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Coffee County Commission Supports Preservation of Old Stone Fort Bridge


Typed signs stating the bridge is closed but not to foot traffic are on concrete barriers in front of a green metal bridge surrounded by trees in Old Stone Fort State Archaeological Park in Tennessee
The bridge in Old Stone Fort State Archaeological Park is only open to pedestrians. Photo from June 2021.

On Tuesday, the Coffee County Commission adopted a resolution supporting the preservation of Old Stone Fort State Archaeological Park’s bridge. (1)


For months, the fate of this bridge has been the subject of controversy. The State plans to remove it and build a new bridge, but a group of community members want to keep the current bridge in place.


The Commission decision is the latest development in the debate. Each of the sixteen voting commissioners present at the meeting supported preservation, and their names will be added to the resolution when it’s sent to representatives of the State. (2)


The bridge in question was built in 1906 by the Joliet Bridge and Iron Company from Illinois. (3) This Pratt truss bridge, a style of bridge patented in 1844 by Caleb and Thomas Pratt, originally crossed the Elk River on the border between Franklin and Coffee Counties. (4) When these counties along with the State replaced it in 1970, the Tennessee Department of Conservation (a precursor to the Tennessee Department of Environment and Conservation) purchased it and installed it in the park over the Duck River. (5) It connected the campground to the rest of the park and is now eligible to be listed on the National Register of Historic Places. (6)


In 2020, the Tennessee Department of Transportation closed the bridge to vehicles, and it’s been used only by pedestrians since (7). Visitors who want to stay in the campground or hike the nearby Nature Trail or Garrison Road Trail must use an entrance off of Country Club Drive. (8)


The State plans to move part of the current bridge to another location in the park. (9) On this website, the State describes its intention to move part of the bridge to an old roadway in the park, but an official statement to Nashville’s News Channel 5 says that the plan is to install a section of the bridge as a place to view the Duck River. (10)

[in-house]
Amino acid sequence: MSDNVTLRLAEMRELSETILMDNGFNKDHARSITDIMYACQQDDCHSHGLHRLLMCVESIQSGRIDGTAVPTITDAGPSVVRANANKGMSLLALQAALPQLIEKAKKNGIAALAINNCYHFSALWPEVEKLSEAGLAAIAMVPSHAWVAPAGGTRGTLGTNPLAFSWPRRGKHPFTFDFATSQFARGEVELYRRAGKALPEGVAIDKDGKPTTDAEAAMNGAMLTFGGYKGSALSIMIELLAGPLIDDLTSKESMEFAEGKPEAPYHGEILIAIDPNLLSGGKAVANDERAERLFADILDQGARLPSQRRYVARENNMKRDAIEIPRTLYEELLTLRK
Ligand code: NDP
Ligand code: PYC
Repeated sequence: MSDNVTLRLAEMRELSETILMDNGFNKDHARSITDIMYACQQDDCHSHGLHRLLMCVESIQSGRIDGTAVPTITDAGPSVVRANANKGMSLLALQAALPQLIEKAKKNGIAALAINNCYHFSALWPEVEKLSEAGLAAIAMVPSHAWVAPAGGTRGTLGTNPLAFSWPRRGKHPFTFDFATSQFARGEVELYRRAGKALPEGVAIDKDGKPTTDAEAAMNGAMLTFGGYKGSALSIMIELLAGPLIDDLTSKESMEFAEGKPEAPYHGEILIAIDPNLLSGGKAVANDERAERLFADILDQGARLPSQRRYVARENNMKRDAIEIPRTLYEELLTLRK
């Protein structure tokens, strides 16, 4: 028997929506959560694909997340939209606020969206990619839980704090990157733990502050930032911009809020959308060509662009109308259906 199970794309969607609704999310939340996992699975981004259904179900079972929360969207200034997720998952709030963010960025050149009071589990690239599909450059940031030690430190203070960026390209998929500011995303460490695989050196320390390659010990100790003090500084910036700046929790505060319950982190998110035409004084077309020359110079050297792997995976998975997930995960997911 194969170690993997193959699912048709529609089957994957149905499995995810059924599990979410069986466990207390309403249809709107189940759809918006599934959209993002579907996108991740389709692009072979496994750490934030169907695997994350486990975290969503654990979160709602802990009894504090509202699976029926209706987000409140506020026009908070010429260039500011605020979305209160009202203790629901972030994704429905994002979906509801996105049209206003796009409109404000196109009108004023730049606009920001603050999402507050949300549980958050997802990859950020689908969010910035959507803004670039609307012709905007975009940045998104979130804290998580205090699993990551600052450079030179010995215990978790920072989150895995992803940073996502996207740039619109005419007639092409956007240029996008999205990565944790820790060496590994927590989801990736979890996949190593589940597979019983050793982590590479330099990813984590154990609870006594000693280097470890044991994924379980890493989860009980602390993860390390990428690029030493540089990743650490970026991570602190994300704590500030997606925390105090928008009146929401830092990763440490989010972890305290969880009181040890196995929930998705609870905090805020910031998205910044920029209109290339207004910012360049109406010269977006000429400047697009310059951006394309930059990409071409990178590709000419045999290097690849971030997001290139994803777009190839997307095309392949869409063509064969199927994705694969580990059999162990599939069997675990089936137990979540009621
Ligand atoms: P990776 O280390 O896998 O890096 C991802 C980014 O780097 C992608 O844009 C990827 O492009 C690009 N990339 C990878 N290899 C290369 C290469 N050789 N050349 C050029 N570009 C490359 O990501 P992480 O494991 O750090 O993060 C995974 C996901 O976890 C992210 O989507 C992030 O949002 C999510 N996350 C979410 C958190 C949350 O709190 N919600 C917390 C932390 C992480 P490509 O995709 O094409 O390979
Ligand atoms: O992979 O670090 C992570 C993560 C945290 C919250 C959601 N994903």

Reflection of trees on a river in Old Stone Fort State Archaeological Park in Tennessee
View of Duck River from Old Stone Fort Bridge. Photo from June 2021.

The community group opposing these plans wants the bridge to stay for pedestrian use. (11) They contend that their plan to keep and maintain the bridge is more cost-effective than removing it and building another. (12) They cite the historical importance of the bridge not only due to its age but because of its importance to the community. (13) The bridge has served as a destination for family outings, photoshoots, and weddings for years. (14) They also oppose the replacement of the bridge for environmental reasons as it crosses the Duck River, the most biodiverse river on the continent. (15)


Dennis Hunt, the Coffee County Commissioner who introduced the resolution, echoed these environmental concerns at the Commission meeting. (16) Hunt, who runs a local crane and excavation company, said the State’s plan “would be probably the most ecologically invasive action taken in this county in several years.” (17) He described how workers would need to remove trees, build structures in the river to facilitate construction, and bring in loud heavy equipment. (18) He estimated this project could take two years to complete. (19)


When Alderman Julie Anderson sponsored a similar resolution before the Manchester Board of Mayor and Aldermen, she argued that the bridge was important for local tourism. (20) At the September 5 meeting, she said, “Unquestionably, this is a tourism asset. And if it weren’t, it wouldn't be plastered all over our website and our promotional materials so it is valuable to us.” (21) On Manchester’s tourism website, a photo of the bridge is displayed at the top of the landing page. (22)


But some members of the city board were concerned with funding. (23) Some felt that by supporting the preservation of the current bridge, they would be required to fund its future maintenance. (24) Manchester Mayor Marilyn Howard said that she didn’t believe the bridge’s particular type of steel is still produced. (25) Three aldermen, Julie Anderson, Bob Bellamy, and Donny Parsley, voted to support the resolution. Vice Mayor Mark Messick and Alderman Joey Hobbs voted against it. (26) Because it needed four votes to be adopted, it failed. (27)


If you’re interested in learning more about the effort to preserve the Old Stone Fort Bridge, see this Facebook group run by those dedicated to saving it. You can also find members of this group at Manchester’s Old Timers Day celebrations on October 6 and 7; they plan on hosting a booth and participating in the parade. (28)

 
  1. Tennessee’s Survey Report for Historic Highway Bridges - pages 420 - 421; Tennessee Blue Book 2021 - 2022, pages 346 - 347

September 17, 2023

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